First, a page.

Warren officials upset with light penalties against ex-Mayor Fouts for violating state law

click to enlarge Former Warren Mayor Jim Fouts was fined and ordered to reimburse the city for using city resources for political purposes. - City of Warren

City of Warren

Former Warren Mayor Jim Fouts was fined and ordered to reimburse the city for using city resources for political purposes.

Former Warren Mayor Jim Fouts was ordered to reimburse taxpayers and pay a fine for endorsing political candidates on the city’s tax-funded television channel during his last State of the City address in June 2023.

But city officials aren’t happy with a penalty that they say amounts to a little more than a slap on the wrist.

Michigan Secretary of State Jocelyn Benson’s office reached a conciliation agreement with Fouts that orders the former mayor to reimburse the city $750 and to pay the state a $750 fine. In exchange, state election officials won’t pursue charges against Fouts.

It’s the second time Fouts’s administration used the State of the City address for political purposes.

Warren City Council received a copy of the agreement Monday, and officials were dissatisfied.

“These fines are not a deterrent to Jim Fouts,” Council Secretary Mindy Moore said Tuesday. “He is a repeat offender. We need tougher laws against politicians that misuse public resources.”

Moore added, “I am disappointed that the Secretary of State did not seek more penalties. He gets to pay a fine and move on for something that has landed others in jail.”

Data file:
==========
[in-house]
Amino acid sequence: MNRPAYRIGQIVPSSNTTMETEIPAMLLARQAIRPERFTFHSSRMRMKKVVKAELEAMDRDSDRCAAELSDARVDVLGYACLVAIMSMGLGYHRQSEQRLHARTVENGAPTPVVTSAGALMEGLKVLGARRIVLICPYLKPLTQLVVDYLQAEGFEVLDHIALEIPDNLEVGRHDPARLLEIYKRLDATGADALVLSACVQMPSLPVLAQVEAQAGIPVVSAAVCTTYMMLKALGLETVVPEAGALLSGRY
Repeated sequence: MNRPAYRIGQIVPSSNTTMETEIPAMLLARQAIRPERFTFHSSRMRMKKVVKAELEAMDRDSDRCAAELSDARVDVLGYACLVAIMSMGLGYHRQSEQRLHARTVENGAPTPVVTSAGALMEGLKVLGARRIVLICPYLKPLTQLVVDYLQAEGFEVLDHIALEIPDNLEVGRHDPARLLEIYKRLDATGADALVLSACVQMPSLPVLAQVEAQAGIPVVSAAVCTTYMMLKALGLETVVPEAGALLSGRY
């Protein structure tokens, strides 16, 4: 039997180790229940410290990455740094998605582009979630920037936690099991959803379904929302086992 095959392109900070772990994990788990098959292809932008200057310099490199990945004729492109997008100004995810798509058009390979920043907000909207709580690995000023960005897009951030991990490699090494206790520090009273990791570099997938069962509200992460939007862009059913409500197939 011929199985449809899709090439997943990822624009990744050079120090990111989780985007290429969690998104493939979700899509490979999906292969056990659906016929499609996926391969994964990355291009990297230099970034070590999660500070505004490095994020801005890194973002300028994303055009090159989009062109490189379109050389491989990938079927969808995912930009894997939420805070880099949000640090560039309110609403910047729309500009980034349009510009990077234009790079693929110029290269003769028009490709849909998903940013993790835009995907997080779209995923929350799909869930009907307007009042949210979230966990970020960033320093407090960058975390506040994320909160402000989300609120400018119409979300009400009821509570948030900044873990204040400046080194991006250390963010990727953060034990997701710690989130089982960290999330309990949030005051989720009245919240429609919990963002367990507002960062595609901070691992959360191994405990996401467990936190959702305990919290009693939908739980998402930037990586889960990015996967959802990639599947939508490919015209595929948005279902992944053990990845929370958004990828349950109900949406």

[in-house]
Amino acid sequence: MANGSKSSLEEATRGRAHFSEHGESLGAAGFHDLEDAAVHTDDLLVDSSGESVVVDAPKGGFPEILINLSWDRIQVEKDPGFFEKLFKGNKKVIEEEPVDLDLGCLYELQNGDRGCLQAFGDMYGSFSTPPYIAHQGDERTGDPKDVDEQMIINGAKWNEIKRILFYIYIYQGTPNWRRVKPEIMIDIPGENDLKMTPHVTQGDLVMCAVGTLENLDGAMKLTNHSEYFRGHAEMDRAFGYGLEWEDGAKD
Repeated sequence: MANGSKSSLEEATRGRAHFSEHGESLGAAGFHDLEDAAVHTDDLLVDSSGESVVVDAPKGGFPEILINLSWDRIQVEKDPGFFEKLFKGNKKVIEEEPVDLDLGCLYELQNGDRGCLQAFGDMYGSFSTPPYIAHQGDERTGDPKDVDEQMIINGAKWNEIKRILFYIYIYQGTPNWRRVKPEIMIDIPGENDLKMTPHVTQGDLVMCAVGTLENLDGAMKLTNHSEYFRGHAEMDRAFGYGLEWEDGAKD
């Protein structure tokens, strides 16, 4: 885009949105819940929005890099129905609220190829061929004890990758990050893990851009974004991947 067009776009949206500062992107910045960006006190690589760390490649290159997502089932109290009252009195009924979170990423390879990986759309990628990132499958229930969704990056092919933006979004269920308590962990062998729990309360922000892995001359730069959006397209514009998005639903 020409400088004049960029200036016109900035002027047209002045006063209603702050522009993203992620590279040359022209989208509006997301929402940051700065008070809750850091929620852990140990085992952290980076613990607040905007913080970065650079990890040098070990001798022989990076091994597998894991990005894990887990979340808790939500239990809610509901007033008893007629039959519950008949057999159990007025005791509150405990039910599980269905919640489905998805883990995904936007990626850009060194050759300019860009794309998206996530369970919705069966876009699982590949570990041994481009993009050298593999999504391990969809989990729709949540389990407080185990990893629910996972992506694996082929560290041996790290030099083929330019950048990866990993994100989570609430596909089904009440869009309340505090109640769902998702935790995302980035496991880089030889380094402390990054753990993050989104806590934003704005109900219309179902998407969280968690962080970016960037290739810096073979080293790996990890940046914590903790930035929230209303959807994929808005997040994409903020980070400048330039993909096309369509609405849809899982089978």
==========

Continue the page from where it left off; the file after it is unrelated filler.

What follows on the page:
Violations of the Michigan Campaign Finance Act are punishable by up to 90 days in jail. Repeat offenders can face even more jail time.

State law bars public officials from using public resources, like a tax-funded television station, for political purposes.

During his State of the City address in June 2023, which was aired live on the city’s television station, TV Warren, and replayed twice a day for nearly two weeks, Fouts endorsed a slate of candidates and blasted his political opponents. He spent the last 12 minutes of his speech encouraging residents to vote for his choice of candidates for city council, clerk, and mayor.

City employees for the Warren Communications Department worked to broadcast, record, and stream the speech. They used city-owned cameras and a production truck and drew up graphics of the endorsements.

It wasn’t the first time Fouts’s administation was fined by the Secretary of State’s Office for politicizing the State of the City. In 2018, state election officials determined that Fouts and Public Service Director Richard Sabaugh violated the Michigan Campaign Finance Act when the then-mayor turned the 2016 State of the City address into a fundraiser for a political action committee connected to Fouts.

In a conciliation agreement in July 2018, Sabaugh was ordered to pay a fine of $761.90.

In an email to Warren City Council, Secretary of State legal analyst James Biehl said the most recent reimbursement to the city was determined by the length of time Fouts endorsed candidates.

“The City of Warren provided us with an estimated cost for the State of the City address of $3,919.66 and the department reviewed the video and assessed a penalty based on the time used by Mr. Fouts for political activities,” Biehl wrote in the email.

Councilman Jonathan Lafferty said state officials never reached out to the council about the estimate and pointed out that the address was replayed twice a day for nearly two weeks, amounting to numerous days of taxpayer-funded political advertising. And that’s not to mention the misuse of city resources.

“Communications with the Secretary of State were withheld from councilmembers,” Lafferty said. “No estimate was ever provided for Council to consider before the state entered into a settlement. This was intentional. Fouts tried to keep this quiet so he could appear as if he did nothing wrong.”

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